Stuck in India, GMR Energy forays into Nepal

September 26th, 2008 - 3:38 pm ICT by IANS  

Kathmandu, Sep 26 (IANS) With limited opportunities in its home country, Indian infrastructure major GMR Group is trying to widen its portfolio through four hydropower projects in Nepal, a top company official said.”We are already developing hydropower projects worth 800 MW in India’s Uttarakhand, Himachal Pradesh and Arunachal Pradesh,” group company GMR Energy’s associate vice-president Harvinder Manocha told IANS.

“We wanted to increase our portfolio but all the large projects in India have already been allocated to public sector units and only B category projects are left for the private sector.”

“Jammu and Kashmir alone has possibilities but because of the security situation, it is under watch. So we decided to try Bhutan and Nepal,” he said.

In 2007, GMR Group became the first private Indian company to establish a presence in Nepal’s hydropower sector when it bought a 80 percent stake in Nepali hydropower company Himtal Hydropower.

Himtal will now be developing the 250 MW Upper Myarsangdi project in the Himalayan republic.

Then, in May 2008, a consortium led by GMR Energy got a licence for developing the 302 MW Upper Karnali hydel project against stiff competition from a dozen other mostly Indian companies and rigorous evaluation procedures.

In addition, GMR Energy has also applied for licences to develop two more projects - the 184 MW Karnali-Gutu and the 500 MW Tila projects. Both are located in the Karnali basin and will enable the group to realise greater synergy.

However, after signing a memorandum of understanding with the Nepal government for the Upper Karnali project, the group came up against a public interest litigation (PIL) filed by a local non-governmental organisation.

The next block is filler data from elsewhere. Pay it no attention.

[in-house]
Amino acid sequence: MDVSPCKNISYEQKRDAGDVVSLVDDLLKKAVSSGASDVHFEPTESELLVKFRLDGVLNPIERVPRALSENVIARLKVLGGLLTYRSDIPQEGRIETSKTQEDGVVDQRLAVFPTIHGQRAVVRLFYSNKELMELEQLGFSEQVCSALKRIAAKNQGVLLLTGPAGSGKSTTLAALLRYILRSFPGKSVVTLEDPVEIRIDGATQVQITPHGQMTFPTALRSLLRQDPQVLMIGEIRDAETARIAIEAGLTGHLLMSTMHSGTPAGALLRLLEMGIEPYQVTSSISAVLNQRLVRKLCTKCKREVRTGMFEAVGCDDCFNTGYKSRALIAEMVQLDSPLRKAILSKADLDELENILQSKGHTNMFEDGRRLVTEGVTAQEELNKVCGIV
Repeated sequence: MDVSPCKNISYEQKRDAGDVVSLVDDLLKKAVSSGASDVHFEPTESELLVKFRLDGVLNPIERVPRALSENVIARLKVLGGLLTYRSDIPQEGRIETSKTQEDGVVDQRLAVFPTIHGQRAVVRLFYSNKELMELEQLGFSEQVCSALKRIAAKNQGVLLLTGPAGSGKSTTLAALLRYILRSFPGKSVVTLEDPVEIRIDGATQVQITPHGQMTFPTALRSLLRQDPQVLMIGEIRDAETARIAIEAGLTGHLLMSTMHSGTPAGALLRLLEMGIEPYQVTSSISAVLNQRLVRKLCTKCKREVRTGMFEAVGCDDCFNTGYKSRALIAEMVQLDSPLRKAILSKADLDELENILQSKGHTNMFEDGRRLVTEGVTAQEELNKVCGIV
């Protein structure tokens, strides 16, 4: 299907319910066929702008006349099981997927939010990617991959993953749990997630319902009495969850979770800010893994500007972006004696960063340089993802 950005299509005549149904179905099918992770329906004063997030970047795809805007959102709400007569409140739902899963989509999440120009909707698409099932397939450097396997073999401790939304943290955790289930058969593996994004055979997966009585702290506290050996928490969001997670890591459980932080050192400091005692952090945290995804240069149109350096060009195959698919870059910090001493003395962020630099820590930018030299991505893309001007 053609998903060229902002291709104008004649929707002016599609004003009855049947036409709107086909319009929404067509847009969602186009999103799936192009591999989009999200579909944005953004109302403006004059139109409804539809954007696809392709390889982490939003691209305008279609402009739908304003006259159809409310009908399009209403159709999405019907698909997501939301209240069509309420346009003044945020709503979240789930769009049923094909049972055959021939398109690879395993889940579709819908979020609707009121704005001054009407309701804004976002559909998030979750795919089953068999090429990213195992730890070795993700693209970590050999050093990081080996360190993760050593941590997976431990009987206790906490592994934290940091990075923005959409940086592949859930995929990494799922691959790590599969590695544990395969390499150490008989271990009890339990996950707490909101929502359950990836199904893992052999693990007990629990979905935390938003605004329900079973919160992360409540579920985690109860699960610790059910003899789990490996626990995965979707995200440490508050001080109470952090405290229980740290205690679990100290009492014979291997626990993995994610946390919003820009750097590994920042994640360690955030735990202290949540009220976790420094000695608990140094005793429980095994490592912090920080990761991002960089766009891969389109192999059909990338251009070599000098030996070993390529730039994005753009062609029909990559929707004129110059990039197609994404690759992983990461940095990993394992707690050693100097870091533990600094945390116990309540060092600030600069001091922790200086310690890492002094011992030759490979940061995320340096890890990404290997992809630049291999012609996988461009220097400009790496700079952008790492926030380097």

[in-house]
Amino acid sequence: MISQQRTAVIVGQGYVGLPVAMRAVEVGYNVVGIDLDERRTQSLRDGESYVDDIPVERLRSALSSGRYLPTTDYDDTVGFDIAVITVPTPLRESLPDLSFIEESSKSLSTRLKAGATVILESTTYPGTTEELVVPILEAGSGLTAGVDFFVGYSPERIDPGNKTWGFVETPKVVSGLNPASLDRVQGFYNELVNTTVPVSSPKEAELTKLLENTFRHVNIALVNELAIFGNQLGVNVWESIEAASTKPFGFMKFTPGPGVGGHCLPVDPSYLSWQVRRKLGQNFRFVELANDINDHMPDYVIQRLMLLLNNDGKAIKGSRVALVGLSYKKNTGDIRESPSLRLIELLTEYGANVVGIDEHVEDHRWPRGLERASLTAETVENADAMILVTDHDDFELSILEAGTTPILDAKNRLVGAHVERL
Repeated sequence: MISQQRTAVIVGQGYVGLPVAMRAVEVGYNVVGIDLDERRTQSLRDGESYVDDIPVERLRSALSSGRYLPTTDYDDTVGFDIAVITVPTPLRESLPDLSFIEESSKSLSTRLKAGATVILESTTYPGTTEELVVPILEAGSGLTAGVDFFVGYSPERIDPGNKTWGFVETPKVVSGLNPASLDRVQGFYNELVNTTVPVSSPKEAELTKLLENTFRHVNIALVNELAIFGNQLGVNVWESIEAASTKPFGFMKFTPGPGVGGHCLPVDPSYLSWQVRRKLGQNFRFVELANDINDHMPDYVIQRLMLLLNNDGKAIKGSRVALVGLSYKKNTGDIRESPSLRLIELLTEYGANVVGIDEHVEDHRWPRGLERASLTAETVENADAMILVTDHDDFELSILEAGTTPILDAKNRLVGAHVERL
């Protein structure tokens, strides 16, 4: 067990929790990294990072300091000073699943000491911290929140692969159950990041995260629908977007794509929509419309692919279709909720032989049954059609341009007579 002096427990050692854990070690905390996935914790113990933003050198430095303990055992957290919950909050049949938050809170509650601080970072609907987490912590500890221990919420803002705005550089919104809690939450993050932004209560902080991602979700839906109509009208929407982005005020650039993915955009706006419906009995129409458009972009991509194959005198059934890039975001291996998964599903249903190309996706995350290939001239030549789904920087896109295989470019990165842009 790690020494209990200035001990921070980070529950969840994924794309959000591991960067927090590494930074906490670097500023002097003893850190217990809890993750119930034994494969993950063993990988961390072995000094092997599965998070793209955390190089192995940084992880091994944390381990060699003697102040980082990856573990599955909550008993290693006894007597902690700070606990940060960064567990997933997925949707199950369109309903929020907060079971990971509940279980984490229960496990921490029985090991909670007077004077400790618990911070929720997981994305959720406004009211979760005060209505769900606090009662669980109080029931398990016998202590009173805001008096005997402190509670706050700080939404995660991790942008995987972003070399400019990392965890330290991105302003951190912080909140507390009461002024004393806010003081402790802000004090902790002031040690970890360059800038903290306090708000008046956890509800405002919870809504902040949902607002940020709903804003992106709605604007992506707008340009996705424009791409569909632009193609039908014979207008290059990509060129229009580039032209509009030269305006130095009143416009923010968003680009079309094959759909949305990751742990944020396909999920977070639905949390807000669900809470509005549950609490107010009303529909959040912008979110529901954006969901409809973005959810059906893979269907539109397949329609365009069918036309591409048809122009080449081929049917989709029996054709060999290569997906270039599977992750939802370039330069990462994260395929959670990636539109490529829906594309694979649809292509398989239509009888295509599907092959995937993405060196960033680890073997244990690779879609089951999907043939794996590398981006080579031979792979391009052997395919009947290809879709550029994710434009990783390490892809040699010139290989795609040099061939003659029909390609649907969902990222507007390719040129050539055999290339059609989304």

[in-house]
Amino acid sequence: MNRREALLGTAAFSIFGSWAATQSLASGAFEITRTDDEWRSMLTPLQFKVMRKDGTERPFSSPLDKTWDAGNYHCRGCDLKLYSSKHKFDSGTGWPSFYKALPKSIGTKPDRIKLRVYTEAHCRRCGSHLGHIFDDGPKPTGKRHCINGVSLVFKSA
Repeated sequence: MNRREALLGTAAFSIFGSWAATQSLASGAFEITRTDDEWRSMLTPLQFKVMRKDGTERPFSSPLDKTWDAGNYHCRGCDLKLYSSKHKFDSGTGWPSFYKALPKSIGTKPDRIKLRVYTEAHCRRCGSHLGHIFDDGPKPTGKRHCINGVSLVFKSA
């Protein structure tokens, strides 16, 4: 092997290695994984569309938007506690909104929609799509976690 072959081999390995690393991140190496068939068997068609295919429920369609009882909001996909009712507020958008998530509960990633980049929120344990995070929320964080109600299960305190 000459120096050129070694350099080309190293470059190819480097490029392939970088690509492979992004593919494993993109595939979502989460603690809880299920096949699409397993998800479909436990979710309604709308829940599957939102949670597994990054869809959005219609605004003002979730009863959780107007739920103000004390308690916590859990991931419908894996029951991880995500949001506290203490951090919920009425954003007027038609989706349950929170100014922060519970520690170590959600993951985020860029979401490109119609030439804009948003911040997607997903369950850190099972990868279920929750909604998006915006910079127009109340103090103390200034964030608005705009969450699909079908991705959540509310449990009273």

The PIL sought a stay on the project and contended that the licence must be approved by two-thirds of the Nepali parliament as hydropower is a national resource.

“The court’s refusal to grant a stay was a very positive move and the recent West Seti verdict is also heartening,” Manocha said.

The 750 MW West Seti project is being developed by a consortium led by the Australian company Snowy Mountain Engineering Corporation and includes India’s Infrastructure Leasing and Finance Company.

Blocked for years due to the political turmoil in Nepal, the company finally announced progress this year but then came across a PIL similar to the one against GMR’s Upper Karnali project.

In a landmark judgement for hydropower companies, the Supreme Court recently ruled that a two-thirds vote in parliament was not needed.

“Our PIL verdict will come after the West Seti judgement so we are hopeful of a positive outcome,” Manocha said.

“The legal structure should be changed if the new Maoist-led Nepali government is serious about its plans to develop 10,000 MW of hydropower in the next decade,” he said.

“Allowing all PILs to get registered in the Supreme Court should change,” he said.

He also felt that the present licensing policy of making companies apply once for surveying, to be completed in 30 months, and then again for power generation should also be changed as it leads to delays and uncertainty.

The Upper Karnali detailed project report and environment impact assessment report will be completed only after the topographical survey that will begin after the monsoon. The project will take five years to complete.

The Upper Myarsangdi project will take about five and a half years to complete after the DPR is prepared by 2009.

The GMR Group also has other long-term infrastructure plans in mind for Nepal but any serious thought about them will come only after Upper Karnali takes off.

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